Dream Girls, with Indian and Persian roots.

The Child

Inspired by Rajput Master Bannu, I painted this lavish vision in the early 2000s. My style and spheres of interest have changed since that time, because being an artist is a journey. But this was an important piece of work on that journey, and I would like to share it. The child at the centre is based on my own.

Dream Girls, by Anita Chowdry

The technique, colours and sensibility of this painting have their roots in Indian and Persian painting. I have described the technical processes in my previous two posts, My Story: Learning Painting from a Rajput Master and Painting Indian Style.

Something of the sensuous eroticism of Bannu’s style pervades this painting, and something of the visionary mysticism of the late 15th and early 16th century masters of Tabriz who worked for the Turcoman Yaqub Beg, and the Safavid Shahs Ismail and Tahmasp. Contemporary Western-inspired audiences, particularly those involved in promoting and administering the arts, have until recently had a tendency to dismiss such sensibilities, confusing the imagery, ideology and technical rigour with their own perceptions of shallow romanticism.

One of the Dream Girls

The Dream Girls, their graceful forms inspired by the Buddhist frescos of Ajanta and medieval stone sculpture are like benign Apsaras – protective otherworldly feminine beings evoking joy – or Houris of the Islamic Paradise. Like Paradise, their fecund world is lush with vegetal growth and living creatures. A golden twilight pervades the entire painting. The Dream Girls and the Child are covered in gold and jewelery. It represents a visionary moment of peace, a connection with the elemental truth and beauty of the universe. In my later work I seek this through abstracted forms and mathematical concepts, but here it is expressed through stylized figurative symbolism.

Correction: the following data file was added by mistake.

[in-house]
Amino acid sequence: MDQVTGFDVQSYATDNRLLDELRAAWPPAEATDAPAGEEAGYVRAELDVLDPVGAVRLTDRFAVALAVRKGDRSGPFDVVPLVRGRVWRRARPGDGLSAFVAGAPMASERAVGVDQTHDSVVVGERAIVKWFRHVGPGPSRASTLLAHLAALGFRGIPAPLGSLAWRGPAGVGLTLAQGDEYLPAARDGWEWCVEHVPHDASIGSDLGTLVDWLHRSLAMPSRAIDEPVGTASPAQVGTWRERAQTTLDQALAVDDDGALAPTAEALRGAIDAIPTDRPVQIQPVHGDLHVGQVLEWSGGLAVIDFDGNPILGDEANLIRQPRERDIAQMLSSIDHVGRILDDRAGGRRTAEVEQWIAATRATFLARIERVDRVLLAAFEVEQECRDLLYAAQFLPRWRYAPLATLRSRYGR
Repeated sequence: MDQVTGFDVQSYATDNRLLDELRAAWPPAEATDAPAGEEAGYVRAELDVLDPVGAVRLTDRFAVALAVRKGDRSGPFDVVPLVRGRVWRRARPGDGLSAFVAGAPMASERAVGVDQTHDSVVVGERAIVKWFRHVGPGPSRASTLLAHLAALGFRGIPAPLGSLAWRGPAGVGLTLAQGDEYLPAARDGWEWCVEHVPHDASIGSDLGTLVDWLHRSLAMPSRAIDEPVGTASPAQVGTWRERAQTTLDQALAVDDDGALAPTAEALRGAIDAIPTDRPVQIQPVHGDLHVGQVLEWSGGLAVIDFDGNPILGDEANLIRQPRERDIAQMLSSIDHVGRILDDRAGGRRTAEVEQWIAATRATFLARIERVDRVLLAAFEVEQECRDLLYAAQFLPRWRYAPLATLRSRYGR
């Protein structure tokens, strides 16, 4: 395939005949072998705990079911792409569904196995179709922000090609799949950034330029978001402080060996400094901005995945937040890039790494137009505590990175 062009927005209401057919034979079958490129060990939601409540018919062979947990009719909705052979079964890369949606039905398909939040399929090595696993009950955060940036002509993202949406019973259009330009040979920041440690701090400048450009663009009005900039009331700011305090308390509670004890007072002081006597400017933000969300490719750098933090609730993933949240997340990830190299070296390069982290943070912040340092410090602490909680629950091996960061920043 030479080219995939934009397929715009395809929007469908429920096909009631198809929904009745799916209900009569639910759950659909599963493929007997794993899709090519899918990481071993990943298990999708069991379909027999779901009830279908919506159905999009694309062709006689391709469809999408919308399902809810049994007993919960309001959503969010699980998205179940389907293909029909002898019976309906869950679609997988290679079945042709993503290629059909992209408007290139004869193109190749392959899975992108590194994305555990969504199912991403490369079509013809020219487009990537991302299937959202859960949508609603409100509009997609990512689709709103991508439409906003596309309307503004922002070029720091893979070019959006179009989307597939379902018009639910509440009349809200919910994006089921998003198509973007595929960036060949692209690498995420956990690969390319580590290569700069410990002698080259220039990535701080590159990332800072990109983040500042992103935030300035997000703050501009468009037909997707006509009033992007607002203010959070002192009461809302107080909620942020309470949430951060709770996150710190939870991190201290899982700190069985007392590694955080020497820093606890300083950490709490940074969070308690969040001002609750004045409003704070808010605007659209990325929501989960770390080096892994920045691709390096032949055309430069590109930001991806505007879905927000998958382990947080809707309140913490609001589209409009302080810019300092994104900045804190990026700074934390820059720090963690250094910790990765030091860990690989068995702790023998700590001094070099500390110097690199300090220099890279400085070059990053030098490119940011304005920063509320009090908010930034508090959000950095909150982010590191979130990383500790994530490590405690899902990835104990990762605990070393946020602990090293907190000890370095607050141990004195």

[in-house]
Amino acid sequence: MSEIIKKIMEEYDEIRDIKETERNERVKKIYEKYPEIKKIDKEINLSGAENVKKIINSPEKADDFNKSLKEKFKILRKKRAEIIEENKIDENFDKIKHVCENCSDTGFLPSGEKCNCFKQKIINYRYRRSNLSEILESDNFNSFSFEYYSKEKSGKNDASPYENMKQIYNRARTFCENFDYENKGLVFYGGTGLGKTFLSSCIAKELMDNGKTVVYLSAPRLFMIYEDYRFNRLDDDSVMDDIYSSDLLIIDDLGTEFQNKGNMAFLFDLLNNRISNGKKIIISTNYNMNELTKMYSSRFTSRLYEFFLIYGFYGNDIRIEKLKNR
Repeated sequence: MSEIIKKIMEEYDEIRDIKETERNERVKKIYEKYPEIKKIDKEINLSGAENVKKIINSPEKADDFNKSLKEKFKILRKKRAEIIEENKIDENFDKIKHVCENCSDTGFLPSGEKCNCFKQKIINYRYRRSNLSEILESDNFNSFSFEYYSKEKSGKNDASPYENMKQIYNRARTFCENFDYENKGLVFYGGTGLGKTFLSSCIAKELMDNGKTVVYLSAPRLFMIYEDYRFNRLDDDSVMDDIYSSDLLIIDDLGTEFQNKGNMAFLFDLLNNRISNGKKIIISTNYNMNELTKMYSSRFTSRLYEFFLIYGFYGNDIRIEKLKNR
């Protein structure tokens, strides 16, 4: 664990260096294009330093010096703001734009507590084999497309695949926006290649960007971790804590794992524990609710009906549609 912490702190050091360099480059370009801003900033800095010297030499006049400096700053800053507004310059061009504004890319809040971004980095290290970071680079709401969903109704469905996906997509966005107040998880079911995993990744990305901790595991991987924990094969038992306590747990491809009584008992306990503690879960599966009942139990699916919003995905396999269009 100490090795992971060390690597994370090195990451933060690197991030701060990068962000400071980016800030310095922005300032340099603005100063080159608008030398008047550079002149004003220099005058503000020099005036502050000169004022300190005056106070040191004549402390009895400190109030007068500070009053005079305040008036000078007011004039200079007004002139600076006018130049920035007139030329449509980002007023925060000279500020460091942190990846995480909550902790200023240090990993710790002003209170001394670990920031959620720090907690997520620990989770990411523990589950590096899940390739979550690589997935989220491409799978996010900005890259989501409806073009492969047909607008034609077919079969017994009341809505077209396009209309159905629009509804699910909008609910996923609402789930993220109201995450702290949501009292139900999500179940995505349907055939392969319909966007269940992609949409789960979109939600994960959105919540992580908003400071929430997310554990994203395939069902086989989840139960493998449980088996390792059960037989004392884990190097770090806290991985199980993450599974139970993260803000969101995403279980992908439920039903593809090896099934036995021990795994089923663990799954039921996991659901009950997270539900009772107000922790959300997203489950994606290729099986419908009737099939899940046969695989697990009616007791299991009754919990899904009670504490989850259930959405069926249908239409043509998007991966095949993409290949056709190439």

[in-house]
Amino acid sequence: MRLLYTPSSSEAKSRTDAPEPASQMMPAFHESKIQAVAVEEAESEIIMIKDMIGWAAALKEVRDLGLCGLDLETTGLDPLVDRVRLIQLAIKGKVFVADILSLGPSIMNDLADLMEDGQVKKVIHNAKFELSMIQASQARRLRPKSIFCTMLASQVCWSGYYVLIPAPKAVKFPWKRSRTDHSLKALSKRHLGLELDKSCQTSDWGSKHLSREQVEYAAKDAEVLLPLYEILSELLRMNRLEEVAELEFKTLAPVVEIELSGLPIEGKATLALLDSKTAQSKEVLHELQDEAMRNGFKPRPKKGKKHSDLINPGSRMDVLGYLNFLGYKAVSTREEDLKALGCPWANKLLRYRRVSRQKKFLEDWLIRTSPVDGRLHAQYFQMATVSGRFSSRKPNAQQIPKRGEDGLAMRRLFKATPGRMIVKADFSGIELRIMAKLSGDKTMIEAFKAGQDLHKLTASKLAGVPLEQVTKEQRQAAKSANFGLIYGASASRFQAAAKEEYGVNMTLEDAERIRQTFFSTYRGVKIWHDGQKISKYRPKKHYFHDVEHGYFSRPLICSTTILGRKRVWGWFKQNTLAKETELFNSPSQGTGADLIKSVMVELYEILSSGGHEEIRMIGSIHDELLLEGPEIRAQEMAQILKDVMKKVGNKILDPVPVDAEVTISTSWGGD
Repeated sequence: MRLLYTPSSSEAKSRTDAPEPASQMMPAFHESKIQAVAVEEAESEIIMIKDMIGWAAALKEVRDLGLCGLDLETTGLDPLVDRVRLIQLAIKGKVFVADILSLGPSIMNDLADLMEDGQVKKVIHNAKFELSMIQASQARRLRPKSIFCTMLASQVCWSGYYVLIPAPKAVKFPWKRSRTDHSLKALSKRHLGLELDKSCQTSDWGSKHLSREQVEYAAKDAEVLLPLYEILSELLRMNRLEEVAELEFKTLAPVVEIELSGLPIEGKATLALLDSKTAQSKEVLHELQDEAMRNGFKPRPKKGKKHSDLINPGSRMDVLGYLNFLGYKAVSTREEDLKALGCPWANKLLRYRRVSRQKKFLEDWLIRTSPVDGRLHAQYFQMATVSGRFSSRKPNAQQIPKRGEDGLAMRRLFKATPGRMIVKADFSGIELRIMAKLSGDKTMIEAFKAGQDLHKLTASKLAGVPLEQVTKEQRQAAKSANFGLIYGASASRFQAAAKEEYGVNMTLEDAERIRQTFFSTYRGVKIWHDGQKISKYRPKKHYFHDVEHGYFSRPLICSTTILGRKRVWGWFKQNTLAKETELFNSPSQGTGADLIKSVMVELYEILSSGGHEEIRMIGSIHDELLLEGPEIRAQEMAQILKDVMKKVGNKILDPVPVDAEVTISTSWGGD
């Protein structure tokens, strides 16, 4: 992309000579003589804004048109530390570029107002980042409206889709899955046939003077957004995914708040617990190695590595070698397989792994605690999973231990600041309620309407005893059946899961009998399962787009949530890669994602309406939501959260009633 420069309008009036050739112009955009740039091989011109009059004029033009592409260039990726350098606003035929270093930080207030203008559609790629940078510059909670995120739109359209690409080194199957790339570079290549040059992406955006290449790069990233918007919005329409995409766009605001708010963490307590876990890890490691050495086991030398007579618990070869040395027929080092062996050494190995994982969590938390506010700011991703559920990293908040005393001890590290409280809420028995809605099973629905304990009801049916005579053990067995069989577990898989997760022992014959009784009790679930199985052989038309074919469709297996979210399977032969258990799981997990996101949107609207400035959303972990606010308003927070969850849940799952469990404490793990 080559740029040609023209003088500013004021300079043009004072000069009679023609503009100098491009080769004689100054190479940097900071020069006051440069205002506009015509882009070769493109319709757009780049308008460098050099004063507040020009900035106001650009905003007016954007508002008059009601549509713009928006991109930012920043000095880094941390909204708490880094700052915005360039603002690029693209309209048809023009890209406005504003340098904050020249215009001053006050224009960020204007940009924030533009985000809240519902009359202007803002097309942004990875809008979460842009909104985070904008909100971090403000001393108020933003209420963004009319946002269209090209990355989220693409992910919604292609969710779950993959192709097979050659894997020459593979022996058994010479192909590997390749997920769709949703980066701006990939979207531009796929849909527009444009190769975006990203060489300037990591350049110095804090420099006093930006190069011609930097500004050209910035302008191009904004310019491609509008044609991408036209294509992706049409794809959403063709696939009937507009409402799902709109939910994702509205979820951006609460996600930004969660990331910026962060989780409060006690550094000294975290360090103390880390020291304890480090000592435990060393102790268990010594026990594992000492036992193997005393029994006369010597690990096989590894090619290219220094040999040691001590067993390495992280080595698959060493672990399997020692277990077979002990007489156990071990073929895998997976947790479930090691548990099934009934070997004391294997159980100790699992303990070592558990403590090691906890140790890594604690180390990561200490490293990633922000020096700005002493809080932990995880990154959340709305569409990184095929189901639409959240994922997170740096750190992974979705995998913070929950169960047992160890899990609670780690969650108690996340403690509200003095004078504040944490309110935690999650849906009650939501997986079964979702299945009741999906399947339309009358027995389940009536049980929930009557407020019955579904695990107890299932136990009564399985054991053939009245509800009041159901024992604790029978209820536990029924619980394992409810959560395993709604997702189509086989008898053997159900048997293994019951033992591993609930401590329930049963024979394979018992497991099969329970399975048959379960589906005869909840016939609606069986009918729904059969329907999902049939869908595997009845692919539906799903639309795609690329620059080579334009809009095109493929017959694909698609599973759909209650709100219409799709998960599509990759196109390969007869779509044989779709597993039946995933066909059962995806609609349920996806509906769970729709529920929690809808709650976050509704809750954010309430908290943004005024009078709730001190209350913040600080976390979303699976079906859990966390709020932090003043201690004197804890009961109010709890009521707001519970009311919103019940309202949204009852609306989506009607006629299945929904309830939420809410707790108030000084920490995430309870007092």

The picture is large for its genre, measuring 41.5 centimetres by 31.5 centimetres, painted on archival Fabriano Artistico hotpressed cotton-paper, 300gsm. Tinted, sized and burnished, it is worked with a combination of Winsor & Newton watercolours and handmade mineral pigments, including Lapis Lazuli (the peacock’s necks, for example). And of course, though you cannot see it in these pictures, it glints with lavish quantities of burnished 24 carat Gold Pigment, made by myself.

Below are a few more details, below (they come up larger than life-size). Enjoy.

Detail of the stream, with gold-washed rocks and small creatures

Peacock against a golden sky.

Dream Girl